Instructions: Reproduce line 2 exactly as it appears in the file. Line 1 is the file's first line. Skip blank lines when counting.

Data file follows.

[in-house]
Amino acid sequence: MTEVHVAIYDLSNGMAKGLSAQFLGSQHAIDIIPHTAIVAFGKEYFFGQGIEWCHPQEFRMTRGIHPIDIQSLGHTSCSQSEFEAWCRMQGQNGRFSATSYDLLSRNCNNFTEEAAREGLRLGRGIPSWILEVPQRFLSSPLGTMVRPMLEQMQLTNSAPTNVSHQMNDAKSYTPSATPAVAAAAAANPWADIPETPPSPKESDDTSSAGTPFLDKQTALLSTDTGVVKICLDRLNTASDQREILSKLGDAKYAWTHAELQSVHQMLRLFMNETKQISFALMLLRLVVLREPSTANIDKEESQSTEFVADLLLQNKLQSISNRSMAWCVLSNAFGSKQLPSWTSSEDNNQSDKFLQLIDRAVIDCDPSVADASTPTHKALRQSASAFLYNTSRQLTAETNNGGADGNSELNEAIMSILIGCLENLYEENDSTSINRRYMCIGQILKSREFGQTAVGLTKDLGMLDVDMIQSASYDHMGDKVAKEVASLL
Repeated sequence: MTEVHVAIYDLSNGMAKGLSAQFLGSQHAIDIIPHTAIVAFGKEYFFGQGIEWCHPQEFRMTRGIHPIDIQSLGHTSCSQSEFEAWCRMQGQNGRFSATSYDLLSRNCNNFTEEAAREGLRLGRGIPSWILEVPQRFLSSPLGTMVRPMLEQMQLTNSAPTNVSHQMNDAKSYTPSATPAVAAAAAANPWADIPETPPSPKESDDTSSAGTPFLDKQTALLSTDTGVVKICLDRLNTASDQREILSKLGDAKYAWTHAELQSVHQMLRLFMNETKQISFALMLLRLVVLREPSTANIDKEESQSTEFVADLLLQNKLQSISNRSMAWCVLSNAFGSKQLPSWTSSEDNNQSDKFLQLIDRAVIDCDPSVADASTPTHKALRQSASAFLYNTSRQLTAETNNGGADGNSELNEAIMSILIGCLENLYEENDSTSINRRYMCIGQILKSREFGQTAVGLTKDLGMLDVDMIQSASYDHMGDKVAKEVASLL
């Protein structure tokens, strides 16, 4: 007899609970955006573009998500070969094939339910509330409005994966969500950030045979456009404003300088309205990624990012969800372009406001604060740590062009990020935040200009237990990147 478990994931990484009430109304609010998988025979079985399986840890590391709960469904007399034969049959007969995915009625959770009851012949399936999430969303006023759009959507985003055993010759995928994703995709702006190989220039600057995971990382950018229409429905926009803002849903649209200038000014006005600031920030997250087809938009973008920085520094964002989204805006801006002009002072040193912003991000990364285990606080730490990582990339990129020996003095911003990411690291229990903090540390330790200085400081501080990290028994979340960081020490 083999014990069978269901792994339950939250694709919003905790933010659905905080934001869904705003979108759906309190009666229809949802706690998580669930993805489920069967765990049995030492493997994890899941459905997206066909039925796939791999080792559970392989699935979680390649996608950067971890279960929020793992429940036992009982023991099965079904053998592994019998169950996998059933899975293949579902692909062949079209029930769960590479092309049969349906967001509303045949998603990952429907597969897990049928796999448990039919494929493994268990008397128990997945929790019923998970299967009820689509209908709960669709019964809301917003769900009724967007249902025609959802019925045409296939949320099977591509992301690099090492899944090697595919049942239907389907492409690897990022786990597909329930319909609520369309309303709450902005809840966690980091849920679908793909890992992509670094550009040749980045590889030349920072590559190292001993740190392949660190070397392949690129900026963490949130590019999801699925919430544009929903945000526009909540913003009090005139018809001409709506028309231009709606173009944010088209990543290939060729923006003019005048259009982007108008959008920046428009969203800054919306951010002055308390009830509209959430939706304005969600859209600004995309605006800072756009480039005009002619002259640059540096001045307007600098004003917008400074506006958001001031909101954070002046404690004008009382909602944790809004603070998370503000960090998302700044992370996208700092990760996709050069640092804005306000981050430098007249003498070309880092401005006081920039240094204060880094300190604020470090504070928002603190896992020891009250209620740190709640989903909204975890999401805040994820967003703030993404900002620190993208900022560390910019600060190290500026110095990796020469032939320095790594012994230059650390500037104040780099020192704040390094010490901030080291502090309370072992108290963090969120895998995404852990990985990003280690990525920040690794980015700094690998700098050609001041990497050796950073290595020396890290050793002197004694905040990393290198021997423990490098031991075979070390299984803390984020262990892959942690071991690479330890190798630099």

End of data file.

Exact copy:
Amino acid sequence: MTEVHVAIYDLSNGMAKGLSAQFLGSQHAIDIIPHTAIVAFGKEYFFGQGIEWCHPQEFRMTRGIHPIDIQSLGHTSCSQSEFEAWCRMQGQNGRFSATSYDLLSRNCNNFTEEAAREGLRLGRGIPSWILEVPQRFLSSPLGTMVRPMLEQMQLTNSAPTNVSHQMNDAKSYTPSATPAVAAAAAANPWADIPETPPSPKESDDTSSAGTPFLDKQTALLSTDTGVVKICLDRLNTASDQREILSKLGDAKYAWTHAELQSVHQMLRLFMNETKQISFALMLLRLVVLREPSTANIDKEESQSTEFVADLLLQNKLQSISNRSMAWCVLSNAFGSKQLPSWTSSEDNNQSDKFLQLIDRAVIDCDPSVADASTPTHKALRQSASAFLYNTSRQLTAETNNGGADGNSELNEAIMSILIGCLENLYEENDSTSINRRYMCIGQILKSREFGQTAVGLTKDLGMLDVDMIQSASYDHMGDKVAKEVASLL